“Walls of death.” Gillnets have often been described in this haunting way due to their devastating ability to catch all kinds of fish, as well as sea turtles, seals, dolphins, and even whales. Marine creatures of all sizes and species are indiscriminately snared and drowned in these death traps, and a recent report reveals that even birds are being killed by these sea nets. A study in the journal Biological Conservation reported that fishing vessels that deploy gillnets snare and drown at least 400,000 sea birds around the world every year. The actual figure could be even higher.
The New York Times explains that the study uncovered reports of 81 different species of birds killed by gillnets, “including penguins, ducks and some critically endangered ones like the waved albatross.” One of the three authors of the report, Cleo Small, considered the 400,000 statistic to be a “bare minimum,” stating that data on the deaths were either nonexistent or too outdated to be useful in many areas.
Gillnets are mesh nets that dangle with a float along the top and weights at the bottom.Anchored in the water by weights and buoys, or unanchored and drifting wherever the current might take them, gillnets are nearly invisible to seabirds diving for fish. In the past, birds were able to see the nets from above and avoid them, but modern nets made of monofilament are practically invisible to the diving seabirds they entangle and drown.
Other academic studies have estimated that a minimum of 160,000 additional birds are killed each year by another insidious fishing gear – longlines. Longlines, which dangle thousands of deadly hooks on fishing lines up to 50 miles long, are widely used in commercial fishing. Approximately 1.4 billion baited hooks are set inlonglinefisheriesevery year. Longlines and gillnets are quickly making seabirds a prime victim of bycatch — the unintended catch of non-target marine life during commercial fishing activities that often results in huge amounts of fish and marine wildlife being thrown back into the water, dead or dying.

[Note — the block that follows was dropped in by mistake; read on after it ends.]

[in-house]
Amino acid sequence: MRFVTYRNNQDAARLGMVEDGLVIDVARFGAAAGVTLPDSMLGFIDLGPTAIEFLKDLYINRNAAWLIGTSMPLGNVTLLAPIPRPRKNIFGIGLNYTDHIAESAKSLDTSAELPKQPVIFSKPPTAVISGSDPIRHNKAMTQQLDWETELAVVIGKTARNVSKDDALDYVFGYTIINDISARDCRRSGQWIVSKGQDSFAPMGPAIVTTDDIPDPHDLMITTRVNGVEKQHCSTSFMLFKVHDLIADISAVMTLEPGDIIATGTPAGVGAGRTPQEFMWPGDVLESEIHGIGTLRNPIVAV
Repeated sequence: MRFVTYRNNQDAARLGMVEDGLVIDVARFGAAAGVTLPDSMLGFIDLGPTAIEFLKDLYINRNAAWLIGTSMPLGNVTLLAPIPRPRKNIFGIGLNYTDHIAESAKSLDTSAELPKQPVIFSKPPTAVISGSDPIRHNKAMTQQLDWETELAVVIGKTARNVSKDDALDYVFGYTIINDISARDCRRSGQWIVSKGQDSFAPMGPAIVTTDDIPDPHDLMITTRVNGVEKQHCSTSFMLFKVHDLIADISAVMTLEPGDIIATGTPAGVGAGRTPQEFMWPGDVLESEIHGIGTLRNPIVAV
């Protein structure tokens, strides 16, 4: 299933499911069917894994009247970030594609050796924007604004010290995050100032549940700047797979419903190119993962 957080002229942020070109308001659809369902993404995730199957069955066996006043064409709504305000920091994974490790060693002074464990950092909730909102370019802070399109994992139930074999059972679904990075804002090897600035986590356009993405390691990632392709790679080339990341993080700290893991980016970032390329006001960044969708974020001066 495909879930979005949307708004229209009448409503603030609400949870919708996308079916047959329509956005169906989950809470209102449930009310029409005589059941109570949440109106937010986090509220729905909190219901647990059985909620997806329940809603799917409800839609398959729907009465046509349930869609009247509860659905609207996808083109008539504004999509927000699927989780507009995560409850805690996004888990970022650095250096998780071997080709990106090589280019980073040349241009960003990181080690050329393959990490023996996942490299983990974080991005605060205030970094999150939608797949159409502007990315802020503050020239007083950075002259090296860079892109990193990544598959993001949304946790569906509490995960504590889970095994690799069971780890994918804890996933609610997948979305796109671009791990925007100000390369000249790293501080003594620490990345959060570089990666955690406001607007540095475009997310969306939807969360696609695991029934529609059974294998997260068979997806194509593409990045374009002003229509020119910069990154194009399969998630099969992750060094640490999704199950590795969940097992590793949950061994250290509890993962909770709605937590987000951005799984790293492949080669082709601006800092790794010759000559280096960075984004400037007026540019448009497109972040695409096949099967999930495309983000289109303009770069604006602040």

Seabird populations are declining faster than other types of birds, and researchers believe that gillnets may be the primary culprit. As the New York Times reports, huge drifting gillnets were estimated to kill 500,000 birds annually before a United Nations moratorium on large driftnets took effect in 1992.
Reducing seabird deaths is difficult, though many fisheries in the U.S. have taken significant efforts to do so. California fishermen have sharply cut the death toll by banning gillnets in some shallow waters, though gillnets are still permitted throughout the majority of state waters. Fisheries in Alaska have employed innovative methods to reduce seabird mortality, such as attaching streamers onto longlines or weights onto the lines that prevent seabirds from easily diving for baited hooks. Other efforts, such as setting gillnets at night with lights and sonar-style “pingers” on them, have shown varying success in reducing seabird deaths. Many of the options available to reduce bycatch can be expensive and place an additional economic burden on local fishermen, who are major users of gillnets, according to George Wallace, a vice president at the American Bird Conservancy. However, reducing seabird bycatch is required under the U.S. National Plan of Action for seabirds, which also states that these birds must be protected as valuable indicators of overall ocean health. Fisheries managers and the fishing community must not shy away from doing what is smart for the oceans, even if it seems difficult.
Most fishermen do want to reduce bycatch if it is economically possible, Mr. Wallace said. “Fishermen want to catch fish,” he said. “That’s what they can sell. They don’t want to tie up their lines with seabirds and sea turtles.” Bycatch provides no benefit to the fishermen who toss these creatures back, injured or dead and is threatening the future of populations of fish, marine mammals, and seabirds around the world. Join Oceana in our fight to end the use of devastating fishing gear like drift gillnets in California, and to reduce all forms of bycatch across our oceans.
This article was written by Justine Sullivan for Oceana.org
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